also, the opening of the B section puts that long note as the major 7th above the pedal, which is a very tense interval

    as I write this, I am beginning to realize that these intervallic relationships of the melody to the bass pedals on those long notes is what makes this tune fragile.

  16. #15

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    Yeah, if you play the chords without the pedal, it loses all of that.

    It's a "modal" jazz piece, really...

    I'm noticing I'm having an easier time creating melodic lines if I treat the pedal as the in the beginning, NOW I'm thinking E mixolydian to E dorian. The notes don't change, but my approach does.

  17. #16

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    see, I was starting to think like that last night, too. I even looked at the notes in each of the chords to see if there were ways of seeing those harmonies in Eb. I was thinking that first chord might be another voicing for an Eb6, but there's an Ab in there and all that. I came up empty, but I was finding all these good arguments for seeing this in Eb, I just had to take a look

  18. #17

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    I'm thinking there's something to this...relating everything to the pedal...the drone...

    I've been giving it a good workover the last few days...I'll do another video soon...I'll just cut right to the improv, take a chorus or two, see what comes out.

  19. #18

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    Quote Originally Posted by fuzzthebee

    There is a leading tone on the second last chord of the A section. I guess most charts say A13 or A7b5, which would contain G, and essentially outlines Eb7#9#5.

    well spotted! yes, that's the tritone sub for the A13 and there's a G in there for sure. Here I was focused on why the Eb minor in the 2nd bar, but there's a leading tone right where you'd expect: leading to the cadence

    Quote Originally Posted by fuzzthebee

    The weird thing is I hear Gma7, not Gmaj7#5 or Gma7b5 (which would normally be part of A13 or Eb7alt). Even though the melody hits Eb, there seems often to be a D in the piano chord. Gma7/Eb!!!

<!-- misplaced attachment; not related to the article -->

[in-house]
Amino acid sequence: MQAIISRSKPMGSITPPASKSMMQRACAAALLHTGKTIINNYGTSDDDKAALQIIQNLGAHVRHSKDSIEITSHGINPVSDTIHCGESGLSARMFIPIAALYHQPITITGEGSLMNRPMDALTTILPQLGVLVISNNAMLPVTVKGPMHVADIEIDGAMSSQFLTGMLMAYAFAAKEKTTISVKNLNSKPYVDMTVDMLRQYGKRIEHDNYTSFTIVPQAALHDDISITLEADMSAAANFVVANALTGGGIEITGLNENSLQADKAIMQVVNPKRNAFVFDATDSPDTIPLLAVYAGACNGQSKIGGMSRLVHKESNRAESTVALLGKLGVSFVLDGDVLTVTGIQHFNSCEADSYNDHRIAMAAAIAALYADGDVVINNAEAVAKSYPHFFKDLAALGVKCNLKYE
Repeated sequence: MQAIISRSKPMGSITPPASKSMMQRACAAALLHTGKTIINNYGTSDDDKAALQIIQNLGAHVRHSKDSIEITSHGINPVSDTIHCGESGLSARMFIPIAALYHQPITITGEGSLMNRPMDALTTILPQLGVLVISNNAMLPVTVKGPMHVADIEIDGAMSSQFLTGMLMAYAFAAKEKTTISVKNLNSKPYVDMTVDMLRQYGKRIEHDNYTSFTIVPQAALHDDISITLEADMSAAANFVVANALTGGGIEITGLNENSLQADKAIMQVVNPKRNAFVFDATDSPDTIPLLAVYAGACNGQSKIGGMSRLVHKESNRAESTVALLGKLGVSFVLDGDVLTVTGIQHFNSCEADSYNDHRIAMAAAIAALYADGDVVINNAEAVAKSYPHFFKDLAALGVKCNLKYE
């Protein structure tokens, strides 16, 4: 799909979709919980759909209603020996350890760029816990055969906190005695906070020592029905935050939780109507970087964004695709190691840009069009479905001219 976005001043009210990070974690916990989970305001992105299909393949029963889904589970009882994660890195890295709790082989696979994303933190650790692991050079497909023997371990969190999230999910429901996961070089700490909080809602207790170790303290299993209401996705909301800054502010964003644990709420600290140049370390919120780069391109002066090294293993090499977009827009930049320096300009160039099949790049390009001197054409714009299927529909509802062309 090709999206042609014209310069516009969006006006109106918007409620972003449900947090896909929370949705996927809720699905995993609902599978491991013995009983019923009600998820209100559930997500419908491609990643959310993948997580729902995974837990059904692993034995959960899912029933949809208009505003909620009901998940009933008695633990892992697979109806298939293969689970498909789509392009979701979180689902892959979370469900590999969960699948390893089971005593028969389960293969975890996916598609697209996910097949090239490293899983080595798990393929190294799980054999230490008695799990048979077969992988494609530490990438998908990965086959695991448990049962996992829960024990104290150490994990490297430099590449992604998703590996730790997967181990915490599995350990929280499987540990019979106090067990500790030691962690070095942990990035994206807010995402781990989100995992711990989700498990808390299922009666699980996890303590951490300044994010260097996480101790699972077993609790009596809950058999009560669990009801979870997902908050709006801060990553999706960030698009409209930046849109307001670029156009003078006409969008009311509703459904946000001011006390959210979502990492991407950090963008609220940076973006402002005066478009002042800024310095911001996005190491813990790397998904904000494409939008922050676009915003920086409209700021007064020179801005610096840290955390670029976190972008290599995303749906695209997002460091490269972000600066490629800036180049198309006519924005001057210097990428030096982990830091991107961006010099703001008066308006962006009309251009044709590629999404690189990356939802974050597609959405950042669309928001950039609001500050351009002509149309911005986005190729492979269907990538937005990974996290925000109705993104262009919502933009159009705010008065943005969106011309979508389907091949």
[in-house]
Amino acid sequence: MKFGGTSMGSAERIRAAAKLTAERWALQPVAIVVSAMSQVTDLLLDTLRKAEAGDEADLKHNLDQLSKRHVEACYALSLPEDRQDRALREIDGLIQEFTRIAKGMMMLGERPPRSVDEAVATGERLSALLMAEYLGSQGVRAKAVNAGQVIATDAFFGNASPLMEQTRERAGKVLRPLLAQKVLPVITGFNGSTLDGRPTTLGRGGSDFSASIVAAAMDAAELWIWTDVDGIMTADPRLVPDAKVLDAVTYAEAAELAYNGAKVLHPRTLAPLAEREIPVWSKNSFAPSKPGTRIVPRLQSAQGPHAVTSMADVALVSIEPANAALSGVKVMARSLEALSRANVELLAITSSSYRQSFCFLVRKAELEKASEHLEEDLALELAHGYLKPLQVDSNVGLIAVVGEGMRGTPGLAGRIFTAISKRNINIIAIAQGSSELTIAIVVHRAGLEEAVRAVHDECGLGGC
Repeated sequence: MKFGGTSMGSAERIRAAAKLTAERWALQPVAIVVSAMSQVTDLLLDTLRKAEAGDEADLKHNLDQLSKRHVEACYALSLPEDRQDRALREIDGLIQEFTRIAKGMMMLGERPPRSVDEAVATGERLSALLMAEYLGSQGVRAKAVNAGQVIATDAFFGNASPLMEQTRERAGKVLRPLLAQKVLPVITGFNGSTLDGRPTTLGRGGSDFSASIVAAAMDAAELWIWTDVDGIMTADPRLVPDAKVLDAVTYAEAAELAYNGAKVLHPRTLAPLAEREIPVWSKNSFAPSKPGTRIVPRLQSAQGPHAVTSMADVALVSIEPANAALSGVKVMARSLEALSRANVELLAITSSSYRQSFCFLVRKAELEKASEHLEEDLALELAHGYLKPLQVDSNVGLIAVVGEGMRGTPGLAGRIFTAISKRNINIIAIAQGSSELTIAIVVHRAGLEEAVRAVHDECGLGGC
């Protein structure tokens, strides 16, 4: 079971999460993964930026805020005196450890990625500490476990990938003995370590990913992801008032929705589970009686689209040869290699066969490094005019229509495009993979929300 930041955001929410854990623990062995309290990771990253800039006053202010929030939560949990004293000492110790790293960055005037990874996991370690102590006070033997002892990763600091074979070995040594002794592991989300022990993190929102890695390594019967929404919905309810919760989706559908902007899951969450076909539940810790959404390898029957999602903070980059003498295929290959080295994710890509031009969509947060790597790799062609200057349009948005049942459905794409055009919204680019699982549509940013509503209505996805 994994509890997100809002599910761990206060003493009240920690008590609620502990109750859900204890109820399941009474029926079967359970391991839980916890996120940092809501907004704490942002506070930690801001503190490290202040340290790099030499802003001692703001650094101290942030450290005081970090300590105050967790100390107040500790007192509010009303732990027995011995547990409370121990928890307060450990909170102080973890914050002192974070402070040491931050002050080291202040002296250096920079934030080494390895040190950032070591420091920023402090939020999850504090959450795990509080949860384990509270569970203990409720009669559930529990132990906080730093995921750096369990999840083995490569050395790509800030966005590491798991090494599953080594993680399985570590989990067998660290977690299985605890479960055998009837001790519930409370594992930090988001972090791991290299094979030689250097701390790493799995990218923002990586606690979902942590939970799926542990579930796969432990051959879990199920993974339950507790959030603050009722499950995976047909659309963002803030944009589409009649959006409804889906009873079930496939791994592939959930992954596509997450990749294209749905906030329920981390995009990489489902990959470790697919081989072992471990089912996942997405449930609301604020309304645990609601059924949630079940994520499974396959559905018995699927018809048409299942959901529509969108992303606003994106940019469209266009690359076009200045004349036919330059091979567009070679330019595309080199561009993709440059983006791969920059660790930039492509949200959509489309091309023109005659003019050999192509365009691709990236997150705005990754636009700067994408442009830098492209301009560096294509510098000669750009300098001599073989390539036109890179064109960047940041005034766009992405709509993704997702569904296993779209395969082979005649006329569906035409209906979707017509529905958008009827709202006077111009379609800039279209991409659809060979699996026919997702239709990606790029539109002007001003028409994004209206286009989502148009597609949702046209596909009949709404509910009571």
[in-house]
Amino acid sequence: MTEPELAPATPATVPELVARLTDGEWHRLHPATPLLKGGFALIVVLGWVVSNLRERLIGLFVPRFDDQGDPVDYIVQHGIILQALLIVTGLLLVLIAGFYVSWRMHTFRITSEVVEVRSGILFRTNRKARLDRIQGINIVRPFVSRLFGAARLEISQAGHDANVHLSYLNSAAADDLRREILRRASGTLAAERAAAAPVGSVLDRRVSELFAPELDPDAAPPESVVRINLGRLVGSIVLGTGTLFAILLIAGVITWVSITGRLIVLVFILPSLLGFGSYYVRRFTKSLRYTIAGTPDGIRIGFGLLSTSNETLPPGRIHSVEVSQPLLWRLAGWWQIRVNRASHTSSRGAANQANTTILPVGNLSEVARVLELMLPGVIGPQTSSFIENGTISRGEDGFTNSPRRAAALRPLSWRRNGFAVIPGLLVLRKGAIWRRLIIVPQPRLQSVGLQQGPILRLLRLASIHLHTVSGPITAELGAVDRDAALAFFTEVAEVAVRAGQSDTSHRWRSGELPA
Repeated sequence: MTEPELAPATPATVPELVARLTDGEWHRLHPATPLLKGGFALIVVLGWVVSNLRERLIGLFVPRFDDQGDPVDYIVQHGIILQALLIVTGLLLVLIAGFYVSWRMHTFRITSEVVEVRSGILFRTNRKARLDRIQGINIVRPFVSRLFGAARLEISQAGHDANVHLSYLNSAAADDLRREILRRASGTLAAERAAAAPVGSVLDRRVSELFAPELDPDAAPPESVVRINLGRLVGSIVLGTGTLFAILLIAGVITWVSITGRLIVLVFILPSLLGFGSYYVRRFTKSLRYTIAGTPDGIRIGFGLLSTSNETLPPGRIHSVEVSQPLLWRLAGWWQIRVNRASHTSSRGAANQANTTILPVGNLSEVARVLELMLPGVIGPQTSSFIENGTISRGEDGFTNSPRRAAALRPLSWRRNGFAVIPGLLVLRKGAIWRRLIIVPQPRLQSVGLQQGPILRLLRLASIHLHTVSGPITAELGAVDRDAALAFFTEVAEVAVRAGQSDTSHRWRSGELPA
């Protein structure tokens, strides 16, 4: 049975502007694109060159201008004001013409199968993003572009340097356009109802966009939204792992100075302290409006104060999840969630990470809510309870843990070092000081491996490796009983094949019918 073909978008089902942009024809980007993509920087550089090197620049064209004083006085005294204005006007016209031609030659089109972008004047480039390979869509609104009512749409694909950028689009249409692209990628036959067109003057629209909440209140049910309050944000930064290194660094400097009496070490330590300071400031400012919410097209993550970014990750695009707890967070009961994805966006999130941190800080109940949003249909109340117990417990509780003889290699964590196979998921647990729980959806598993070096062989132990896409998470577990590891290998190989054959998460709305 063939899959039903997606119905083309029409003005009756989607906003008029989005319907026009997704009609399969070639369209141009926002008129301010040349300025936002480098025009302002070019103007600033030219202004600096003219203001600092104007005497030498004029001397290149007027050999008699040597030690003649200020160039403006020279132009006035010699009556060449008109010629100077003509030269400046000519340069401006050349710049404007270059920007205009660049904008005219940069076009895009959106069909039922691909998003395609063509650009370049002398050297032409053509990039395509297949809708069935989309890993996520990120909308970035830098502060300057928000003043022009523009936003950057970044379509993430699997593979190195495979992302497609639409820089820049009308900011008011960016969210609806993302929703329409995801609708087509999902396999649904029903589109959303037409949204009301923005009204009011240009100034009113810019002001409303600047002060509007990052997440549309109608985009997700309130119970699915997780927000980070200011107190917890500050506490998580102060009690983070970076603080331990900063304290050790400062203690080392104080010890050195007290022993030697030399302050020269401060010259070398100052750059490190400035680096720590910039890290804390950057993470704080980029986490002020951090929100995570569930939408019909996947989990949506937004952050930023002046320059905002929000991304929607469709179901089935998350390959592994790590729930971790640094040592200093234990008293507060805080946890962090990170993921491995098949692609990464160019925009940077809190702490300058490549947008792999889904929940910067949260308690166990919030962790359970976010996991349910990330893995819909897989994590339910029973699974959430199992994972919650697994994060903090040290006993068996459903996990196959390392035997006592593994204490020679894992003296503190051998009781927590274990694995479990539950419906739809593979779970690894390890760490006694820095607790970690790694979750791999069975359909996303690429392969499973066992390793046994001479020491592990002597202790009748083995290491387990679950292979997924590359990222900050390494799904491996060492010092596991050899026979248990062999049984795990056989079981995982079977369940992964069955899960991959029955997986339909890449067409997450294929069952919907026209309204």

In fact I hear the preceding chord as Amaj7. To confirm this, just listin to the tag at the end a few times and you'll hear the E to D to Eb in the voice leading.

    The A section can be thought of as a constant structure idea over a pedal tone, with the melody always on the Ma7:

    Dbma7, Gbma7, Ama7, Gma7, Abma7, all over an Eb pedal.

    The B section can also be thought of as types of Ma7 chords over a pedal, also with the melody always on the Ma7:

    Bma7, AbdimMa7, Dma7b5, Abma7, Ema7b5 all over a Bb pedal.

    very interesting. "Dbma7, Gbma7, Ama7, Gma7, Abma7, all over an Eb pedal." I think you are onto something there with the first chord a Dbma7. That is the same chord that starts the B section, too, it just has a different relationship to the bass note in the B section

    that right there actually makes a lot of sense, fuzzy.

  20. #19

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    I'm guys are hearing the last chord of the A section as a dominant sound?

    I'm hearing maj7...over the pedal really more like a maj6 chord with the pedal as the root...

  21. #20

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    no, I'm hearing an Abma7 at the end of the A section for sure. I was talking about the G leading tone in the A13 in the 3rd bar. He was talking about hearing a Gma7/Eb in that spot which would give you all the notes of an Eb7#5#9